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Suggested Activities

World War 2: Suggested activities

 

Communication, language and Literacy

  • Interview a Wartime survivor (By phone)

Memories of older people are a vital tool in allowing children to appreciate the magnitude of WW2.

Questions you could ask;

     -Tell me about your memories of WW2 in Northern Ireland.

     -What roles did your family play during the War?

     -What’s your experience of evacuation?

  • Imagine you are an evacuee. Write a postcard home to your family explaining what has happened to you.
  • Research rationing and write a menu using those ingredients. 
  • Draw and explain what 6 things you would want to take with you if you were evacuated.
  • Make a newspaper report of a bombing on your street. 
  • Design a poster persuading people to join the army. 
  • Write a Blackout acrostic poem.

 

Mathematical Development

  • Create a timeline of events that occurred in World War II. 
  • Find out the cost of rationed items. How much would you spend for a week’s food? Measure out some rations at home.
  • Write your name using Morse code. Can you also construct a message?
  • Research some symmetrical WW2 icons/ symbols/flags
  • Can you find out any number facts to do with World War II? How many countries/people were involved?
  • Battleships - A great family favourite reinforcing grid references.

 

World Around us

  • Research what the blackout was and the effect it had on people.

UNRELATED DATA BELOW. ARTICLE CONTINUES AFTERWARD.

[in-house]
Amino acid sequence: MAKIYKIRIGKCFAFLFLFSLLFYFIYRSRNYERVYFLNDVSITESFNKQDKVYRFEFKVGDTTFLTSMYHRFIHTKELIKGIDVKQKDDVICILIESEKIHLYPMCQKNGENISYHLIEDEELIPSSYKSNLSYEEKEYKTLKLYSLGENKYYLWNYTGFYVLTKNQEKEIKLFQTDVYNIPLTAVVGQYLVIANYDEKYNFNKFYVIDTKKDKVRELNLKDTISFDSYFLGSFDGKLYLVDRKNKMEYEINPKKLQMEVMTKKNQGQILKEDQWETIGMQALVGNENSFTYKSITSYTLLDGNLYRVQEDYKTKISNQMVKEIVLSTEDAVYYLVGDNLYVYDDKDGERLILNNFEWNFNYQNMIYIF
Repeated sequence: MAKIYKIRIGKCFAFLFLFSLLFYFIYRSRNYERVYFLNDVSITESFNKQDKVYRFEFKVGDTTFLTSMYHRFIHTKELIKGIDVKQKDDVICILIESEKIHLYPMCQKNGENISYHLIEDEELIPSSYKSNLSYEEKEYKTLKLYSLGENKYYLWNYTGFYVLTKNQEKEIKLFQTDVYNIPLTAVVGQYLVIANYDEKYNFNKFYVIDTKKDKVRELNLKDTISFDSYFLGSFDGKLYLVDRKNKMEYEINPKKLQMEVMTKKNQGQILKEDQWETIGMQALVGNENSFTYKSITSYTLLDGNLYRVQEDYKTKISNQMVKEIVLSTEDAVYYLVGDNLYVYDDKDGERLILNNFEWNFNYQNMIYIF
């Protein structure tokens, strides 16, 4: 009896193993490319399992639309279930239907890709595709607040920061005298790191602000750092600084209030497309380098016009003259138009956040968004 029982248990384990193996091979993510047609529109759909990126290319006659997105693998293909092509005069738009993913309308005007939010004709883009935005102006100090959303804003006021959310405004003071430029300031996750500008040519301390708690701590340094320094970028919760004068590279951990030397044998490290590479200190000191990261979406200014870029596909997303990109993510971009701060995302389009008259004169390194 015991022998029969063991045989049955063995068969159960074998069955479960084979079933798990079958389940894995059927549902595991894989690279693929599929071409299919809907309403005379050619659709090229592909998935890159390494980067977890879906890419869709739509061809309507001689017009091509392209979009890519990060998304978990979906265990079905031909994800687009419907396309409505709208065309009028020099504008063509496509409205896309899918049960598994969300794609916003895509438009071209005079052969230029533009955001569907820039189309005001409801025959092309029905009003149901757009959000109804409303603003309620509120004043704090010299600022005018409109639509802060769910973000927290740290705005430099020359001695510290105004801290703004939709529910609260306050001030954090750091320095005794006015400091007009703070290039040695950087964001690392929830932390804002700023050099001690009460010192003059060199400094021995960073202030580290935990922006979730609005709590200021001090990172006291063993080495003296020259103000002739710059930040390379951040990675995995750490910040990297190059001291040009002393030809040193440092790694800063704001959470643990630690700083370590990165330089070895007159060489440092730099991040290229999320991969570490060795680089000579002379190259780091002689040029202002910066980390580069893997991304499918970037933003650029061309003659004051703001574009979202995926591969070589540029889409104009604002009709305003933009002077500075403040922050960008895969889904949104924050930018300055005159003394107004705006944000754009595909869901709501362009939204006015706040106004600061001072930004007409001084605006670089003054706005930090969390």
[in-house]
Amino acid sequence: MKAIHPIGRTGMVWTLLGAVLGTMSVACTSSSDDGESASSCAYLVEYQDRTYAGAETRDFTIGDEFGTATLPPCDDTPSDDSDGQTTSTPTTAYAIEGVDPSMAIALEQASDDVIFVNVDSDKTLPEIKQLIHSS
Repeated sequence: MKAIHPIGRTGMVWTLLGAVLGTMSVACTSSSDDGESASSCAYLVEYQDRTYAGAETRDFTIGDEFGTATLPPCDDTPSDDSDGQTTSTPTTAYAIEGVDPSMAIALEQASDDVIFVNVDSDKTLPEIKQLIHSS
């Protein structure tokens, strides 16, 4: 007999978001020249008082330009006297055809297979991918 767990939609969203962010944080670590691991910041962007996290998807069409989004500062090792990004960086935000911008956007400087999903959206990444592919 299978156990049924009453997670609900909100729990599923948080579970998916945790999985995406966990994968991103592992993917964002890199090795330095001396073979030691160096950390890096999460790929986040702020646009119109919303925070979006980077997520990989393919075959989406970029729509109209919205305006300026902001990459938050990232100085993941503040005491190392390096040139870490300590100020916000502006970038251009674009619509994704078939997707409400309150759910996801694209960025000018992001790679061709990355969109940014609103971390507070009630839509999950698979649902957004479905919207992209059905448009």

• Find out where children were evacuated from and to. 
  • Locate the countries involved in WW2 on a World map.
  • Find out the original meaning of the propaganda “Keep calm and carry on”. 
  • Research what school life was like for children who were living in World War II.
  • Research the Belfast Blitz.
  • D Day beaches – Science Paper boats. Build your own boat using junk materials and see whose boat can hold the greatest weight. (How many soldiers can each design hold? 

 

 

Creative/ Physical development 

  • Research World War II propaganda posters. Make your own picture in their style.
  • Make an Anderson shelter. Think about which materials would be best to use.
  • Design a parachute for a toy that would keep it safe. 
  • Paper Planes - Make your own Spitfire paper planes – Why not launch them and measure how far each plane travelled.
  • Create your own model tank or gas mask.
  • Blitz art.
  • Listen to some war time music. Do you like this piece? Why? What instruments can you hear?